Hi Film Folk!
Good morning, Film Doctor friends. Winds of change (and some heavy gales in London) are blowing in the Film Doctor office – as you know, apart from enjoying seeing your projects grow, we also have our own little bits and pieces on the go. So in the next few months Film Doctor will be putting the money where our mouth is and working towards a feature release.
On this note, we felt fit to dedicate this week’s Monday Prescriptions to the dangers in falling in love with your own work – and how to learn to fight it.
Beauty Is in the Eye of the Beholder
So your screenplay is completed. And you feel really proud, obviously – finally, months of work have been transformed into these wonderful 100+ pages. Ready to shop it around? Hooold oooon… Before you pat yourself on the back and start making phone calls to production companies, why not see if your work stands the test of a few critics – friends, family, industry acquaintances that you trust? Pass the script to them and ask for full feedback – notes on what works, what doesn’t, favourite/worst part, character traits or arcs that might need improving, if anything didn’t seem to make sense, etc. We could get too close to our own work and fail to recognise its flaws, so it is always worth soliciting ‘a fresh pair of eyes’. Beauty is in the eye of the beholder, they say, so be wary.
Warning: don’t ask for feedback from the writers in your circle – every writer will have their method of creating stories and would, even involuntarily, impose it on you. Different writers follow different ‘schools’, so some would not dare to step away from the 3-act structure while others hold Viki King on their night-stand – and you don’t want irrelevant ideas thrown your way, while struggling to move further with your project.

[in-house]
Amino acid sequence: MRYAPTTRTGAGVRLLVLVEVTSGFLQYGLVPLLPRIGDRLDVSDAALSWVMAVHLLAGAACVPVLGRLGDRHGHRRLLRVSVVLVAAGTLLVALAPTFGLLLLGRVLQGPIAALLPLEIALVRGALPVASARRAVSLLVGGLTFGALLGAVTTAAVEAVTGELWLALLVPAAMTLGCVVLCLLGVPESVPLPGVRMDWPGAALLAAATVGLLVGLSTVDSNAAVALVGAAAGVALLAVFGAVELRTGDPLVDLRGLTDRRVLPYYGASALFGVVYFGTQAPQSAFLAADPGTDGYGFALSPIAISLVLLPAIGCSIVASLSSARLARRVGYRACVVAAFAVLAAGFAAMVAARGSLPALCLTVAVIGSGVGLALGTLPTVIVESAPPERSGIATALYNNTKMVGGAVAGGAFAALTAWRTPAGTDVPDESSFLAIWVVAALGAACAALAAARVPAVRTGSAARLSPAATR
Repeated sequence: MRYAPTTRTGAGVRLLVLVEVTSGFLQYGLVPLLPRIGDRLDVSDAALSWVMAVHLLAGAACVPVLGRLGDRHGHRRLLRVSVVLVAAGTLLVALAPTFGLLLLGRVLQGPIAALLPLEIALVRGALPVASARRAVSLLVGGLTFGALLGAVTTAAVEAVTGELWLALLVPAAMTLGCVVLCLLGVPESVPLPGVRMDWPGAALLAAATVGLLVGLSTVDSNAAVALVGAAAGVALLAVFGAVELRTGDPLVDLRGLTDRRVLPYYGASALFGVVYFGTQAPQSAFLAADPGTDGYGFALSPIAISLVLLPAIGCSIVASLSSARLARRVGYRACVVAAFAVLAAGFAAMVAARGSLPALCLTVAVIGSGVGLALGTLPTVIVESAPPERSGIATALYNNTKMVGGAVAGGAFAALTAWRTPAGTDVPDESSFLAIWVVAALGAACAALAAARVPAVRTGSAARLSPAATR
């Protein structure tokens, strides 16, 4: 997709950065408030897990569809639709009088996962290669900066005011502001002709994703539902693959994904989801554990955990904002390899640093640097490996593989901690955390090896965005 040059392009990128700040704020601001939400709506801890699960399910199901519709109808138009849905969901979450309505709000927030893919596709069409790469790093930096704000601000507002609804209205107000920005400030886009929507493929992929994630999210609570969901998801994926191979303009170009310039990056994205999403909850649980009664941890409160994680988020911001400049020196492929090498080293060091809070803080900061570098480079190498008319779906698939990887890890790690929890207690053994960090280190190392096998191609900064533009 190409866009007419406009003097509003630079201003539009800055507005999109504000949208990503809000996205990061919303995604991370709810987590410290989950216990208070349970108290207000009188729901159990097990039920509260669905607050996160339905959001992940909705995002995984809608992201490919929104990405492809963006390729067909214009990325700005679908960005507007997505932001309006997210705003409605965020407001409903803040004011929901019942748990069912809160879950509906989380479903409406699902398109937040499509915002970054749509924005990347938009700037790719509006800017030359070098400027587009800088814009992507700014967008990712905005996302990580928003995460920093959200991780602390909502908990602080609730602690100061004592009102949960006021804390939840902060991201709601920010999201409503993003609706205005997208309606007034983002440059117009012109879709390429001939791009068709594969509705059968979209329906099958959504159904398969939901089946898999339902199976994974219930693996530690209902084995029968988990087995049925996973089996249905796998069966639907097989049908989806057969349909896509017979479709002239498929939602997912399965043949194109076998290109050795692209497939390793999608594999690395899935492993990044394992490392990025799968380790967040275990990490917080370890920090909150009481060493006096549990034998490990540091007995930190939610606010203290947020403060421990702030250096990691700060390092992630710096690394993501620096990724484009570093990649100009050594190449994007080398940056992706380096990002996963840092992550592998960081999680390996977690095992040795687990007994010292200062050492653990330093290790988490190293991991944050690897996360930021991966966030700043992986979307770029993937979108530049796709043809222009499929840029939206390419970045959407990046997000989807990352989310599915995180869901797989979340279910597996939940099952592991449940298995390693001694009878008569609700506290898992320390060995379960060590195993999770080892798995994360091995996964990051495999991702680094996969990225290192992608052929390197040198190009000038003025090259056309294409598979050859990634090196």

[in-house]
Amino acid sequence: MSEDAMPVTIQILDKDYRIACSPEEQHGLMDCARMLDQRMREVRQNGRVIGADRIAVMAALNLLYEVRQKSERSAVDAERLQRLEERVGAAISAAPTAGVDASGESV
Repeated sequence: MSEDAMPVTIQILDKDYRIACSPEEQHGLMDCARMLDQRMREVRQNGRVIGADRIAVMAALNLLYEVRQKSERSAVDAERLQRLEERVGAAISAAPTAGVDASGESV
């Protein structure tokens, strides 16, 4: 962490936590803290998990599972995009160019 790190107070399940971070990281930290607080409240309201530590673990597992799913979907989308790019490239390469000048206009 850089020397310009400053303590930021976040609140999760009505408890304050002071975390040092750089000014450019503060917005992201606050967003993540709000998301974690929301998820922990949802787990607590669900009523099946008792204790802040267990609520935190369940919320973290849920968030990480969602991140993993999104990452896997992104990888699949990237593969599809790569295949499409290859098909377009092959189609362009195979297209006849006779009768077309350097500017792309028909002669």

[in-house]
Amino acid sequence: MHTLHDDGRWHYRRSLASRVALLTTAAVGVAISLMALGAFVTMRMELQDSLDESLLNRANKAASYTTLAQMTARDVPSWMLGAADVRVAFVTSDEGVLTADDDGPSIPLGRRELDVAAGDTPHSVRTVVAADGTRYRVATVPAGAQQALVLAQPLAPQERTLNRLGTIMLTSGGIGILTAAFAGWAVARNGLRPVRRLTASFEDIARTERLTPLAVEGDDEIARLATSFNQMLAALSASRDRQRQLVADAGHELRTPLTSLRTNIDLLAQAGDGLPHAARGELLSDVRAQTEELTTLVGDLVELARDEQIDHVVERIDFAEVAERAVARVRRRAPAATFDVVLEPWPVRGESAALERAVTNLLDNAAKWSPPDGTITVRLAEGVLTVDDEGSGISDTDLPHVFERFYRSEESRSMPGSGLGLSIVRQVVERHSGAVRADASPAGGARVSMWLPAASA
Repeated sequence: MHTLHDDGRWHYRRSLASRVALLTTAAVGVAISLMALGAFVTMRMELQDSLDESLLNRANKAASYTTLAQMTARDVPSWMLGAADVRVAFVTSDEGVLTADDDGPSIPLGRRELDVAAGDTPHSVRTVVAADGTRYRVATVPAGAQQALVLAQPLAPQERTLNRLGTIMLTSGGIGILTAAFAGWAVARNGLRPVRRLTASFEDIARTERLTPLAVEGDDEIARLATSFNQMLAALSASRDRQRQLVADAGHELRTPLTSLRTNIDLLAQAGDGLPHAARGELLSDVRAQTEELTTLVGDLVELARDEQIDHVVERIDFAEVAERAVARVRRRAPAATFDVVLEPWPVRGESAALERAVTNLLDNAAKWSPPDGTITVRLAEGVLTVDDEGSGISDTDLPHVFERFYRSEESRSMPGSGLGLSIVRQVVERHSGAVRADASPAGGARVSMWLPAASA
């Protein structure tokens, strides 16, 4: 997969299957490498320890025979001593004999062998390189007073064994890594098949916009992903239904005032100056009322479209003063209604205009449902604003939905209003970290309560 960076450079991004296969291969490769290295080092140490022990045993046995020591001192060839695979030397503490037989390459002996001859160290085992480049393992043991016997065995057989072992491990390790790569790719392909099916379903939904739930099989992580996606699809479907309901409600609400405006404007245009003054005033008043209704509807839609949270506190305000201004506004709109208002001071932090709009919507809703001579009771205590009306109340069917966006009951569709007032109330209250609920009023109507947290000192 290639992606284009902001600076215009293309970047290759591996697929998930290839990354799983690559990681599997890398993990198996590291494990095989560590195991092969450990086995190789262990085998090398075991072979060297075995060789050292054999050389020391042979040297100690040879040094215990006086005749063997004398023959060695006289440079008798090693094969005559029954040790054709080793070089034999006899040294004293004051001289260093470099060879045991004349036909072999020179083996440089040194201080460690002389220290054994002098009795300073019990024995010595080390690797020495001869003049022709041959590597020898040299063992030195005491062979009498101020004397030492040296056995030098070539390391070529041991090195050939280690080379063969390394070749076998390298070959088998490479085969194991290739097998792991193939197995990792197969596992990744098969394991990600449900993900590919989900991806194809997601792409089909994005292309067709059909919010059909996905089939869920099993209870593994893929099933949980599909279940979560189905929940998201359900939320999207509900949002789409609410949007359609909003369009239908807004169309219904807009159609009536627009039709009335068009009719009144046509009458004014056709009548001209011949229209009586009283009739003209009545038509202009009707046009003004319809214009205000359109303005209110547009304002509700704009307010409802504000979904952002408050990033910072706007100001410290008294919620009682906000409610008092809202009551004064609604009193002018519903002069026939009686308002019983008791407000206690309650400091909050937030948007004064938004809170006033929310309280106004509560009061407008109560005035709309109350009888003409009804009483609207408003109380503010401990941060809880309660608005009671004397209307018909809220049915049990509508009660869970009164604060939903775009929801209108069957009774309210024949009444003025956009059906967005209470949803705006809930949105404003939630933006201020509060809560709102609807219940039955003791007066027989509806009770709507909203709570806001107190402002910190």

Making cuts to your work – whether at screenplay stage or footage assembly – is never easy. But it’s like removing a plaster – if you try to pick one corner at a time, you are just prolonging the pain, so it’s better to just “get it over and done with”.
Once you start with the necessary changes, it will just flow – it’s getting past the first hurdle that usually stops most of us from improving our projects.
Don’t Put All Your Eggs in One Basket
For it to hurt less if you come across rejection, make sure you are working on more than one project at one time – so that you always have a ‘plan B’. Letting go is easier when there’s something to fall back on.
‘Monday Prescription’ No.18 – Don’t be scared to make changes to your projects and let go of parts that don’t work. Don’t let yourself fall in love with the first version of your screenplay/film – there’s always room for improvement.
Join us on FACEBOOK or TWITTER and sign up to our emails on the right hand side for articles straight to your inbox. Any questions/thoughts/experiences of your own??? Leave a comment below! Have a great week! The Film Doctor Team Check out our previous MONDAY PRESCRIPTIONS
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